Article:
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Letters of Charles Dickens

From Wikipedia, the free encyclopedia

Charles Dickens 3.jpg

The letters of Charles Dickens, of which more than 14,000 are known, range in date from about 1821, when Dickens was 9 years old, to 8 June 1870, the day before he died.[1] They have been described as "invariably idiosyncratic, exuberant, vivid, and amusing…widely recognized as a significant body of work in themselves, part of the Dickens canon".[2] They were written to family, friends, and the contributors to his literary periodicals, who included many of the leading writers of the day. Their letters to him were almost all burned by Dickens because of his horror at the thought of his private correspondence being laid open to public scrutiny. The reference edition of Dickens's letters is the 12-volume Pilgrim Edition, edited by Graham Storey et al. and published by Oxford University Press.

Dickens as a letter-writer

Dickens's signature from a letter, incorporating his personal flourish
Dickens's signature from a letter, incorporating his personal flourish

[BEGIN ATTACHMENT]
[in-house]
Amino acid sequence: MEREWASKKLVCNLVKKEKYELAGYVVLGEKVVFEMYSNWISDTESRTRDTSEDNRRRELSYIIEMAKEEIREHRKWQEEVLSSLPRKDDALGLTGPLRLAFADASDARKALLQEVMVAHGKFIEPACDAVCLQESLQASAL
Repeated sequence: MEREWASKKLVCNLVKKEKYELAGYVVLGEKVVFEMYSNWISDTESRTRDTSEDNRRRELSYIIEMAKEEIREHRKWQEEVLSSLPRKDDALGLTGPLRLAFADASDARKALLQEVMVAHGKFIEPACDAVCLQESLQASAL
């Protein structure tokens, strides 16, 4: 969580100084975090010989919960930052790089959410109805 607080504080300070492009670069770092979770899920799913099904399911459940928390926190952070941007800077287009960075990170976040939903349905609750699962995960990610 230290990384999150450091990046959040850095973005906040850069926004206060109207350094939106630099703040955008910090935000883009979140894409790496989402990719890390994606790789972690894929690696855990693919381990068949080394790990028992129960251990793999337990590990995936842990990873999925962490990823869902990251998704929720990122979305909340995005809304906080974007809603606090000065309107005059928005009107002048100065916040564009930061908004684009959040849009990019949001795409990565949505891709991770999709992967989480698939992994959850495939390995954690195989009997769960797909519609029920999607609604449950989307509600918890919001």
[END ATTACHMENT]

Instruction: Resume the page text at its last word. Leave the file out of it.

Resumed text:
Dickens received, by his own count, 60 to 80 letters every day, and when pressure of work permitted he replied to them without delay.[3] For most of his life he did not employ a secretary but conducted his correspondence himself. Exceptions were made for begging letters, which his sister-in-law Georgina Hogarth answered, and for routine business connected with his two magazines, Household Words and All the Year Round, which was handled by his assistant editor W. H. Wills, although Dickens preferred to correspond with the contributors himself.[4][5] He wrote with a goose quill rather than a steel pen, and at first used black ink (now aged to brown), switching in the late 1840s to blue ink on blue paper.[6] His biographer Fitzgerald described his handwriting as "so 'prompt', so alert, finished and full of purpose and decision; legible also, but requiring familiarity and training to read". He often ended his signature with an exuberant flourish, which became a kind of trademark.[7]